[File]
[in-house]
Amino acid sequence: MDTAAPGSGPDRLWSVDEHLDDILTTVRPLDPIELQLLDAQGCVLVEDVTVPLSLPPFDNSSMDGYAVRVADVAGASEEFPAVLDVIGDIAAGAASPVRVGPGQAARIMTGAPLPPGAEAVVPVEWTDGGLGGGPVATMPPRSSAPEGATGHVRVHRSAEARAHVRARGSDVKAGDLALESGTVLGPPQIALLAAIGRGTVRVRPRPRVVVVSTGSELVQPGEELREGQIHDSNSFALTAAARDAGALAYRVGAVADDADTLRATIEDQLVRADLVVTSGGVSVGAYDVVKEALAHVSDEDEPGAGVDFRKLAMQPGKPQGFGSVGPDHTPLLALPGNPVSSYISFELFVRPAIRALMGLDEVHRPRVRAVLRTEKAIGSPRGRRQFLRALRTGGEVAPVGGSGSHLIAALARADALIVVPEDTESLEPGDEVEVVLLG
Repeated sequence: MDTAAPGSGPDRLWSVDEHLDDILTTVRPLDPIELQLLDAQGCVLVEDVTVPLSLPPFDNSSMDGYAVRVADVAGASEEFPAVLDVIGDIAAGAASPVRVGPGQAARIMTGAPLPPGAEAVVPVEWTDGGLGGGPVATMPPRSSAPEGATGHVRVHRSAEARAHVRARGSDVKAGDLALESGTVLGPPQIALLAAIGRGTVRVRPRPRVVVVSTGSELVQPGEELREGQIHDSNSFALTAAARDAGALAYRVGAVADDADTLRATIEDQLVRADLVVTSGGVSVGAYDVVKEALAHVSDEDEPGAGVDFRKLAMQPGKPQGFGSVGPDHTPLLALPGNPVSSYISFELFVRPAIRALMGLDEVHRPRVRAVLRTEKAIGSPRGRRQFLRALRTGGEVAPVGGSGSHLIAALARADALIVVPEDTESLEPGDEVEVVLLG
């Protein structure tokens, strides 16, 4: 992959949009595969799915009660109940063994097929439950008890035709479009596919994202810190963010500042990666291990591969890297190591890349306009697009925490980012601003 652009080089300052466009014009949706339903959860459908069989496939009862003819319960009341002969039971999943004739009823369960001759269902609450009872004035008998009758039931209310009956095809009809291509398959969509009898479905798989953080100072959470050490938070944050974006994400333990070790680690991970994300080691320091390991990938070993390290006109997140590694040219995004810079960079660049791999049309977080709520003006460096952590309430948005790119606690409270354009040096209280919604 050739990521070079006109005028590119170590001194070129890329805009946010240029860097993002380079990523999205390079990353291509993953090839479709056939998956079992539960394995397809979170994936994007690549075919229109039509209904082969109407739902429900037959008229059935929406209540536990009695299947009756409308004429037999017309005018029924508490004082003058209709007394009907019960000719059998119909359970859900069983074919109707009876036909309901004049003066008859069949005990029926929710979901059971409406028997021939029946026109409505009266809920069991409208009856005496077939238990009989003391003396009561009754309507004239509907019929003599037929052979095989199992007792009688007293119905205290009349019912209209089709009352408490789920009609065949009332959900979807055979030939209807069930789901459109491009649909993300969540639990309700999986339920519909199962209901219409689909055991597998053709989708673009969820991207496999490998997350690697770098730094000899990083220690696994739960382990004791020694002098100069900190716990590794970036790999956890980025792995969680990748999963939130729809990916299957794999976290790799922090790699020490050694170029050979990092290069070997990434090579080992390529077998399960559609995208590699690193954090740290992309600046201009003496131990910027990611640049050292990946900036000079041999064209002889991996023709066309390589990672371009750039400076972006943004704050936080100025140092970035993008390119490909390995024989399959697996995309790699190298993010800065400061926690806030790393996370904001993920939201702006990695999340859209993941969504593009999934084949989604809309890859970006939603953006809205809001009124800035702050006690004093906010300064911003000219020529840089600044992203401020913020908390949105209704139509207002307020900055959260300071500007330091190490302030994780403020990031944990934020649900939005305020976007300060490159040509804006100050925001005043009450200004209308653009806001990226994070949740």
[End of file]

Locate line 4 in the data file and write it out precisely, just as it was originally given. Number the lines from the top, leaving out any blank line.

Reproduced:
């Protein structure tokens, strides 16, 4: 992959949009595969799915009660109940063994097929439950008890035709479009596919994202810190963010500042990666291990591969890297190591890349306009697009925490980012601003 652009080089300052466009014009949706339903959860459908069989496939009862003819319960009341002969039971999943004739009823369960001759269902609450009872004035008998009758039931209310009956095809009809291509398959969509009898479905798989953080100072959470050490938070944050974006994400333990070790680690991970994300080691320091390991990938070993390290006109997140590694040219995004810079960079660049791999049309977080709520003006460096952590309430948005790119606690409270354009040096209280919604 050739990521070079006109005028590119170590001194070129890329805009946010240029860097993002380079990523999205390079990353291509993953090839479709056939998956079992539960394995397809979170994936994007690549075919229109039509209904082969109407739902429900037959008229059935929406209540536990009695299947009756409308004429037999017309005018029924508490004082003058209709007394009907019960000719059998119909359970859900069983074919109707009876036909309901004049003066008859069949005990029926929710979901059971409406028997021939029946026109409505009266809920069991409208009856005496077939238990009989003391003396009561009754309507004239509907019929003599037929052979095989199992007792009688007293119905205290009349019912209209089709009352408490789920009609065949009332959900979807055979030939209807069930789901459109491009649909993300969540639990309700999986339920519909199962209901219409689909055991597998053709989708673009969820991207496999490998997350690697770098730094000899990083220690696994739960382990004791020694002098100069900190716990590794970036790999956890980025792995969680990748999963939130729809990916299957794999976290790799922090790699020490050694170029050979990092290069070997990434090579080992390529077998399960559609995208590699690193954090740290992309600046201009003496131990910027990611640049050292990946900036000079041999064209002889991996023709066309390589990672371009750039400076972006943004704050936080100025140092970035993008390119490909390995024989399959697996995309790699190298993010800065400061926690806030790393996370904001993920939201702006990695999340859209993941969504593009999934084949989604809309890859970006939603953006809205809001009124800035702050006690004093906010300064911003000219020529840089600044992203401020913020908390949105209704139509207002307020900055959260300071500007330091190490302030994780403020990031944990934020649900939005305020976007300060490159040509804006100050925001005043009450200004209308653009806001990226994070949740």